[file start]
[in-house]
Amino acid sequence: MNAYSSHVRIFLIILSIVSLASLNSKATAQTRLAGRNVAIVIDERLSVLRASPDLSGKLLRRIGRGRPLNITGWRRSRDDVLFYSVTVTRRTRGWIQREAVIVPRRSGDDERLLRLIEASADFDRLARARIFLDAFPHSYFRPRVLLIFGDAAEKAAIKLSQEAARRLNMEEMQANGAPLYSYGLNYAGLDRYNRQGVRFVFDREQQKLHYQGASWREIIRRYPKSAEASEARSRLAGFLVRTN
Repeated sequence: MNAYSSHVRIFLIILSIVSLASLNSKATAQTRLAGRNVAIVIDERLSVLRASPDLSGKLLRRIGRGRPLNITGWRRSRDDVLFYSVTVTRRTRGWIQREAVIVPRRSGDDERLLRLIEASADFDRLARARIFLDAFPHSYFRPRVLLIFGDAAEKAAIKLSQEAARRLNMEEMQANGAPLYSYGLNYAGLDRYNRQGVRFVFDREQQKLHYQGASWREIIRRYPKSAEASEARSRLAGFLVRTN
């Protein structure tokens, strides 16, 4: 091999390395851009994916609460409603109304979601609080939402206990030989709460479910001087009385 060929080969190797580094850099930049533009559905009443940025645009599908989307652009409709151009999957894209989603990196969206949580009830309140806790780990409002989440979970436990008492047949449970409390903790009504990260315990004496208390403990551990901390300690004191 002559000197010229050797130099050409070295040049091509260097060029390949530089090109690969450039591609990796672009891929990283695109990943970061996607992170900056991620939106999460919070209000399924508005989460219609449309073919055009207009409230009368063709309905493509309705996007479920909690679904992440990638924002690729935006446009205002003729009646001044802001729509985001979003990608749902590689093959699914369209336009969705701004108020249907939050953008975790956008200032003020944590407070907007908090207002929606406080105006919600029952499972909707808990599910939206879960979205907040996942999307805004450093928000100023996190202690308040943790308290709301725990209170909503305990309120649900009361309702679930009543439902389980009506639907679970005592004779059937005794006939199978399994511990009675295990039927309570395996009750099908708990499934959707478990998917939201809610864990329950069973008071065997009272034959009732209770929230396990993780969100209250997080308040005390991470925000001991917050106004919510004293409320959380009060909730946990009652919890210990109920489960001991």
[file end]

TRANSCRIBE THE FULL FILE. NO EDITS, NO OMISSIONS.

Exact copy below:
[in-house]
Amino acid sequence: MNAYSSHVRIFLIILSIVSLASLNSKATAQTRLAGRNVAIVIDERLSVLRASPDLSGKLLRRIGRGRPLNITGWRRSRDDVLFYSVTVTRRTRGWIQREAVIVPRRSGDDERLLRLIEASADFDRLARARIFLDAFPHSYFRPRVLLIFGDAAEKAAIKLSQEAARRLNMEEMQANGAPLYSYGLNYAGLDRYNRQGVRFVFDREQQKLHYQGASWREIIRRYPKSAEASEARSRLAGFLVRTN
Repeated sequence: MNAYSSHVRIFLIILSIVSLASLNSKATAQTRLAGRNVAIVIDERLSVLRASPDLSGKLLRRIGRGRPLNITGWRRSRDDVLFYSVTVTRRTRGWIQREAVIVPRRSGDDERLLRLIEASADFDRLARARIFLDAFPHSYFRPRVLLIFGDAAEKAAIKLSQEAARRLNMEEMQANGAPLYSYGLNYAGLDRYNRQGVRFVFDREQQKLHYQGASWREIIRRYPKSAEASEARSRLAGFLVRTN
């Protein structure tokens, strides 16, 4: 091999390395851009994916609460409603109304979601609080939402206990030989709460479910001087009385 060929080969190797580094850099930049533009559905009443940025645009599908989307652009409709151009999957894209989603990196969206949580009830309140806790780990409002989440979970436990008492047949449970409390903790009504990260315990004496208390403990551990901390300690004191 002559000197010229050797130099050409070295040049091509260097060029390949530089090109690969450039591609990796672009891929990283695109990943970061996607992170900056991620939106999460919070209000399924508005989460219609449309073919055009207009409230009368063709309905493509309705996007479920909690679904992440990638924002690729935006446009205002003729009646001044802001729509985001979003990608749902590689093959699914369209336009969705701004108020249907939050953008975790956008200032003020944590407070907007908090207002929606406080105006919600029952499972909707808990599910939206879960979205907040996942999307805004450093928000100023996190202690308040943790308290709301725990209170909503305990309120649900009361309702679930009543439902389980009506639907679970005592004779059937005794006939199978399994511990009675295990039927309570395996009750099908708990499934959707478990998917939201809610864990329950069973008071065997009272034959009732209770929230396990993780969100209250997080308040005390991470925000001991917050106004919510004293409320959380009060909730946990009652919890210990109920489960001991």